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My “watch test” is usually a good metric for deciding whether a movie is any good. If I can get through the first hour without looking at my watch – something I do compulsively – then my overall feelings are positive. Joe Wright’s Anna Karenina is the rare movie that passes the watch test but falls apart anyway. The first hour is downright rapturous: working from a script by Tom Stoppard, Wright’s handling of Tolstoy’s novel is eye-popping and unique. For its second half, Wright eschews uncommon style in favor of a conventional adaptation. The oddly abrupt shift weakens the sense of tragedy.

A plurality of Anna Karenina takes place in an old theater. When we first meet Anna (Keira Knightley) and her husband (Jude Law), for example, Wright wheels in their home onto the stage. When it’s time for another scene, they exit the stage and another set takes its place. Ironically, this constraint opens up Wright’s creativity: with one beautifully complex dance sequence, Wright almost surpasses Russian Ark, and that was famously filmed in one take. Characters float in and out of the theater so quickly that the overall mood develops more quickly than their relationships. So when Anna first meets the handsome Count Vronsky (Aaron Taylor-Johnson), Wright already struck a tone where their affair seems inevitable.

Did I mention the characters speak, too? Much of Anna Karenina is more impressionistic than literal, so it’s easy to forget Wright is adapting one of Russia’s most famous novels. Between confident set-pieces, Stoppard stratifies elite St. Petersburg society, giving us a sense of Anna’s unfortunate station. Her husband is bound by complex ideas of religion and morality; in a terrific supporting role, Law plays him as a decent man who’s forced to acknowledge his reserves of hatred. Knightley’s performance rises and falls based on Anna’s relationship with men. She effectively communicates the airy lightness of new love, and frustration when her husband refuses to divorce (Taylor-Johnson is magnetic without seemingly doing much). But when frustration transitions into despair, the direction fails the performance.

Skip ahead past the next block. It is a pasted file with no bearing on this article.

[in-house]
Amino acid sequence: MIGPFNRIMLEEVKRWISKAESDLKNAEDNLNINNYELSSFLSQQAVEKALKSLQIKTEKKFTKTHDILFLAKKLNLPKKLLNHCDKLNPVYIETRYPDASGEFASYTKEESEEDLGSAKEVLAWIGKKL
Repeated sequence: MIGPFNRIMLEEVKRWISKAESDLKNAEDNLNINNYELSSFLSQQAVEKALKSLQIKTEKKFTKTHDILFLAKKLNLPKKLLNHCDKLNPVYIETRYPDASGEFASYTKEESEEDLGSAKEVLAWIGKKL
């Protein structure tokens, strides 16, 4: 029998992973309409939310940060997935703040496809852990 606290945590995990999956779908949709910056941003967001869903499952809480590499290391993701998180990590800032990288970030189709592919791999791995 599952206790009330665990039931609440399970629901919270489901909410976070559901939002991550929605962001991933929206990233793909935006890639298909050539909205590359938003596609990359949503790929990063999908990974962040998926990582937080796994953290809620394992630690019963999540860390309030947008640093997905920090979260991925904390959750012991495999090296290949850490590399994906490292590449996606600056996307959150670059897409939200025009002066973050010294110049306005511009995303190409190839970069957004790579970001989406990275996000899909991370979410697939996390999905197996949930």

Anna Karenina begins to sputter after the affair falls apart. Instead of emotional heft, the static direction forces the stuffiness found in conventional costume dramas. There are problems on a script level, too. The romance of Levin (Domhnall Gleeson) and Kitty (Alicia Vikander) is meant to run parallel with the central romance, but the relationship feels, well, bland. I haven’t read the Tolstoy novel so I cannot discuss the deeper thematic material, yet it seems as if Stoppard and Wright have abandoned subtext and rely on the viewer to fill the missing holes. Absent the cinematic flourishes, the script cannot sell Kitty’s transition from a naïve girl into a devoted husband. The other supporting actors barely make an impression, except for Matthew Macfadyen’s comic turn as Oblonsky.

In Pride and Prejudice, Wright did not set out to give the conclusive adaptation of Jane Austen’s novel. But with a genuine payoff and an earned sappy ending, it nonetheless feels complete. Anna Karenina, on the other hand, requires viewers to have read the book, or at least be with familiar with prior adaptations. No matter how ornate the costumes or clever the horse race sequence, that’s no way to approach literary adaptation. Wright has the gifts to raise Anna Karenina into fanciful new heights or adopt the text in a shrewd way. He just can’t do both.